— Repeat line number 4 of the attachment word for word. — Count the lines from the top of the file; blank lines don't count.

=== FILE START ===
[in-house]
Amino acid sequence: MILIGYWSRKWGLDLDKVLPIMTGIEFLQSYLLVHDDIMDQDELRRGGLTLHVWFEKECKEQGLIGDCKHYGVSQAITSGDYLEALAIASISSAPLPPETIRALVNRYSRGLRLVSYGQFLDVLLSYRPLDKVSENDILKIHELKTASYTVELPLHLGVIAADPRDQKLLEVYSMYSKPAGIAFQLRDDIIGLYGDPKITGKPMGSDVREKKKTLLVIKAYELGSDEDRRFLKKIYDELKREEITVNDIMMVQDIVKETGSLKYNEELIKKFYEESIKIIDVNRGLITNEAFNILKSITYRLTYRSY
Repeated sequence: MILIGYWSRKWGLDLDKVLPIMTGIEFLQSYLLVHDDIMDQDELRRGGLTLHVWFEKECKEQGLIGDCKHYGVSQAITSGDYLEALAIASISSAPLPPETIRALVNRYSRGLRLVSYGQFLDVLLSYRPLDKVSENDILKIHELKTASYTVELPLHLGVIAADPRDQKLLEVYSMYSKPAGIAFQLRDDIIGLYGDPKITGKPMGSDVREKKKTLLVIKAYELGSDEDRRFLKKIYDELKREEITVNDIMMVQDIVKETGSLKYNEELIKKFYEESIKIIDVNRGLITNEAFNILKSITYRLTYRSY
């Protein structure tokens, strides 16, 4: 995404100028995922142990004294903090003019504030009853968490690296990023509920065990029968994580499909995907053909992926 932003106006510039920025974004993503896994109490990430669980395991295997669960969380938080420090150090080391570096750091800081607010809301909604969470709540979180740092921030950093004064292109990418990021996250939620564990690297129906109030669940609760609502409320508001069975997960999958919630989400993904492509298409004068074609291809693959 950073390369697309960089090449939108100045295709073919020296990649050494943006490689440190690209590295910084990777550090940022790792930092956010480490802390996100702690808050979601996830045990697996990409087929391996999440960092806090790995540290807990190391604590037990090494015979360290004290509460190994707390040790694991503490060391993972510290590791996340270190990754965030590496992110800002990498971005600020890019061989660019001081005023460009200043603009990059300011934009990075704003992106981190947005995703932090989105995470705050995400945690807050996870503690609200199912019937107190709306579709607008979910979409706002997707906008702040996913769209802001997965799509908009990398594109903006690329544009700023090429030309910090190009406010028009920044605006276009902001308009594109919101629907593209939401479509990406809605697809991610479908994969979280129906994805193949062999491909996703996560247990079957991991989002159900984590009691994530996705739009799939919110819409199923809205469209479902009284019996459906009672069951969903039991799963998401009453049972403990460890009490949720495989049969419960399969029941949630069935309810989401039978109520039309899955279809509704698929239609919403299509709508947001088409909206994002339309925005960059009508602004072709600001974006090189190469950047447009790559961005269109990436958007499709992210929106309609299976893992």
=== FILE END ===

């Protein structure tokens, strides 16, 4: 995404100028995922142990004294903090003019504030009853968490690296990023509920065990029968994580499909995907053909992926 932003106006510039920025974004993503896994109490990430669980395991295997669960969380938080420090150090080391570096750091800081607010809301909604969470709540979180740092921030950093004064292109990418990021996250939620564990690297129906109030669940609760609502409320508001069975997960999958919630989400993904492509298409004068074609291809693959 950073390369697309960089090449939108100045295709073919020296990649050494943006490689440190690209590295910084990777550090940022790792930092956010480490802390996100702690808050979601996830045990697996990409087929391996999440960092806090790995540290807990190391604590037990090494015979360290004290509460190994707390040790694991503490060391993972510290590791996340270190990754965030590496992110800002990498971005600020890019061989660019001081005023460009200043603009990059300011934009990075704003992106981190947005995703932090989105995470705050995400945690807050996870503690609200199912019937107190709306579709607008979910979409706002997707906008702040996913769209802001997965799509908009990398594109903006690329544009700023090429030309910090190009406010028009920044605006276009902001308009594109919101629907593209939401479509990406809605697809991610479908994969979280129906994805193949062999491909996703996560247990079957991991989002159900984590009691994530996705739009799939919110819409199923809205469209479902009284019996459906009672069951969903039991799963998401009453049972403990460890009490949720495989049969419960399969029941949630069935309810989401039978109520039309899955279809509704698929239609919403299509709508947001088409909206994002339309925005960059009508602004072709600001974006090189190469950047447009790559961005269109990436958007499709992210929106309609299976893992």